North Bristol NHS Trust v Harrold concerned a nurse who brought unsuccessful employment claims against North Bristol NHS Trust (the Trust) in 2004 and 2006. In 2006 the Trust referred the nurse to the Nursing and Midwifery Council (NMC) for alleged professional misconduct, citing two letters written by her in 2006 in which she made accusations about the Trust and its employees.
The nurse later brought a claim alleging victimisation. The tribunal decided during the hearing that the nurse was complaining of race discrimination in the letters she wrote in 2006 and could therefore rely on these for her victimisation claim. The Trust applied to adjourn the case so they could obtain evidence from those who referred her to the NMC. The tribunal refused on the basis the Trust should have called them as witnesses anyway as the reason for the referral was the critical issue. The tribunal upheld the nurse's claim, concluding that her claim against the Trust in 2006 was the reason they referred her to the NMC.
The Trust appealed the decision and argued that they should have been granted an adjournment due to the introduction of the race element in the claim. It also argued that the tribunal should allow the witness evidence from the employees who had referred the nurse to the NMC.
The court held that the tribunal did not make an error in its judgment. The Trust should have known to call those witnesses even before the tribunal's finding about race. The fact that they failed to do so did not entitle them to an adjournment to obtain this evidence.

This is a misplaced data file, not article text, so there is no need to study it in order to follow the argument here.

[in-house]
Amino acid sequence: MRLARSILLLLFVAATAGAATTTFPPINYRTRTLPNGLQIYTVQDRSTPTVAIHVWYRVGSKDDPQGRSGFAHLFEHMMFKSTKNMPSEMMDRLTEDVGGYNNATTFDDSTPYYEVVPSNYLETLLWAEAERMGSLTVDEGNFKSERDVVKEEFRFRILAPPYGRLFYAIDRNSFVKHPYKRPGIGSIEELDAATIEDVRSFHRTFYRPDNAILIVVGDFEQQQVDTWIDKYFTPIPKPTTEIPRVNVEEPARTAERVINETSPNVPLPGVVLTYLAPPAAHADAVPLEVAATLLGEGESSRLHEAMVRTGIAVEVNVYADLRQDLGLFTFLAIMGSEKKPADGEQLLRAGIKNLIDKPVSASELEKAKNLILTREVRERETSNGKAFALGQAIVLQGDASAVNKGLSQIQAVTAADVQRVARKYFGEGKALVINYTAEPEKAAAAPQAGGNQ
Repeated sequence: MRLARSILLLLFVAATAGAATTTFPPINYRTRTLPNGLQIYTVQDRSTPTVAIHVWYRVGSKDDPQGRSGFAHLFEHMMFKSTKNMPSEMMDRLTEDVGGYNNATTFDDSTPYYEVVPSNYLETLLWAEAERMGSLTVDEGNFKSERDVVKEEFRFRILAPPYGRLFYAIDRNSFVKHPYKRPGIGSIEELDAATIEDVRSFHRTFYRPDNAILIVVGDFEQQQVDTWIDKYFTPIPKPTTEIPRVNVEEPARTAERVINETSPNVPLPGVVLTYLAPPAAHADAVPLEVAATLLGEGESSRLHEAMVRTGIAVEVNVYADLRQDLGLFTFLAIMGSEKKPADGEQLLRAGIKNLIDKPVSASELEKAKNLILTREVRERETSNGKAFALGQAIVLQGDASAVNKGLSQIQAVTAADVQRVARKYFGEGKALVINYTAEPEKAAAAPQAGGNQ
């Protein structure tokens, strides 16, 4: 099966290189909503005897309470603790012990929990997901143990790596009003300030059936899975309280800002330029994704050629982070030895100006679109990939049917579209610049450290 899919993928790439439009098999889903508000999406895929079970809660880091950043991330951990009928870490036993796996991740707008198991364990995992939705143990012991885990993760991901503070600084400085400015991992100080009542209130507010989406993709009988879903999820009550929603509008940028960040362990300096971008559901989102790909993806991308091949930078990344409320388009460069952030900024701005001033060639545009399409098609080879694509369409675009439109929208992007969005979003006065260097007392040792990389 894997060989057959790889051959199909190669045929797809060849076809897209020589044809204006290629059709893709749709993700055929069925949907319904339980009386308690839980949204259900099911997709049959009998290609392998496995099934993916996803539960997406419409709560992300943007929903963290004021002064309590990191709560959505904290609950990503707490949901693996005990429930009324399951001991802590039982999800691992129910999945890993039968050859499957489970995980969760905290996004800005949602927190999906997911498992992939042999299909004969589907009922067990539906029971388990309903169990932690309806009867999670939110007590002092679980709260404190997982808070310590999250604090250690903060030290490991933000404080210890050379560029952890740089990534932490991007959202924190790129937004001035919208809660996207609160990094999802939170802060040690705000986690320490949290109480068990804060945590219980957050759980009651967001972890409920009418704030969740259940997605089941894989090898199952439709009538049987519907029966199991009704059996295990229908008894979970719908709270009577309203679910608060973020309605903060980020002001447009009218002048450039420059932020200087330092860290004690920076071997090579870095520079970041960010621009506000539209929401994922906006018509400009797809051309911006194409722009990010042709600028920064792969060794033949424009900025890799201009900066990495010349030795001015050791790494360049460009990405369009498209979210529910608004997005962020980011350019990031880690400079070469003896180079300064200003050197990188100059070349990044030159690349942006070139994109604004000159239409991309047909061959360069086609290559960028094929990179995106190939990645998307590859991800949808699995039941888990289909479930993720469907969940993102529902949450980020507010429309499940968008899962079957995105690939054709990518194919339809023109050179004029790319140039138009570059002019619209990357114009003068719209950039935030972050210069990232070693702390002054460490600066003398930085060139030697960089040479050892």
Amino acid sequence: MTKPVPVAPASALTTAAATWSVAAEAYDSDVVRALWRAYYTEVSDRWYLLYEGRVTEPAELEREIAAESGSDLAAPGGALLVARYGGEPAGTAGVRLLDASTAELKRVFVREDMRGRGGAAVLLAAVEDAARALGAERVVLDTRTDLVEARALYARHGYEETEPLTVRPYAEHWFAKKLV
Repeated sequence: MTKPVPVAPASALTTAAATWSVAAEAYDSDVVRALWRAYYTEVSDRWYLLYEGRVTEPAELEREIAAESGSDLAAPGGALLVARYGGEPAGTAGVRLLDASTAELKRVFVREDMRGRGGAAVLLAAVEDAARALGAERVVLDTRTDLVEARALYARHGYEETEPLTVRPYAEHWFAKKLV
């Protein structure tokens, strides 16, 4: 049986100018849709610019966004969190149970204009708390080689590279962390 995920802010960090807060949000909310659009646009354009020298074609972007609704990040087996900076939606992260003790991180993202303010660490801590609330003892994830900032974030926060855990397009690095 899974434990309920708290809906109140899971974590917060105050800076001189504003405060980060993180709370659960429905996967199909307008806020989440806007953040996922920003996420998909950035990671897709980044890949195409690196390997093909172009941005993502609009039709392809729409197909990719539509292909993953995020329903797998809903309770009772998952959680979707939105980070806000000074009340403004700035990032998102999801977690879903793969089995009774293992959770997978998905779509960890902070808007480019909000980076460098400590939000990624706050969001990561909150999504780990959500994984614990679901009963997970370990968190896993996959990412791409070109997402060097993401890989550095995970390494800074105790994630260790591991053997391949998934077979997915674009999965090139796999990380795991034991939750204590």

The point to note from this case is that employers must be prudent in gathering all relevant evidence prior to a hearing, otherwise the tribunal may just proceed without giving a further opportunity to obtain that evidence.
Number of Employment Tribunals fallsThe Employment Tribunal and EAT statistics for 2011/12 recently published by the Ministry of Justice reveal a 15 per cent fall in the number of employment tribunal claims. The number of claims is expected to fall further in view of the increase to the qualifying period for bringing unfair dismissal claims, which has been increased to two years for claims brought post 6 April this year. Of the total 186,300 claims accepted by the employment tribunal during the year, there was an average of 1.73 jurisdictional complaints per claim which resulted in the Tribunal accepting 321,800 complaints.
Of the 230,000 jurisdictional complaints disposed of, 33 per cent were conciliated by ACAS, 27 per cent were withdrawn, 13 per cent were struck out and 27 per cent were disposed of at hearing. ACAS look set to take on a greater workload if pre claim ACAS conciliation becomes mandatory as proposed in the Enterprise and Regulatory Reform Bill, which recently received its first reading in the House of Commons.
The current forecast by the Government is a 20 per cent decrease in the number of claims as a result of the introduction of fees which is anticipated to be brought in by July 2013.
The statistics also demonstrate an uplift in the number of costs awards made by the Tribunal from 487 to 1,411. An overwhelming 92 per cent of those costs orders were made in favour of respondents. While these figures are skewed given that 800 of the 1,411 costs awards arose from a multiple case, the revised increase in costs awards from 487 to 612 perhaps still represents a slight shift in the attitude of the tribunal in favour of making costs awards.
The largest sum awarded by the tribunal in 2011/12 was £445,023 and was awarded in a race discrimination claim. Significant awards were also made in claims for age and disability discrimination. The highest unfair dismissal award of £173,408 was in excess of the statutory cap of £72,300, as the cap does not apply where the unfair dismissal is for whistleblowing or for raising certain health and safety concerns.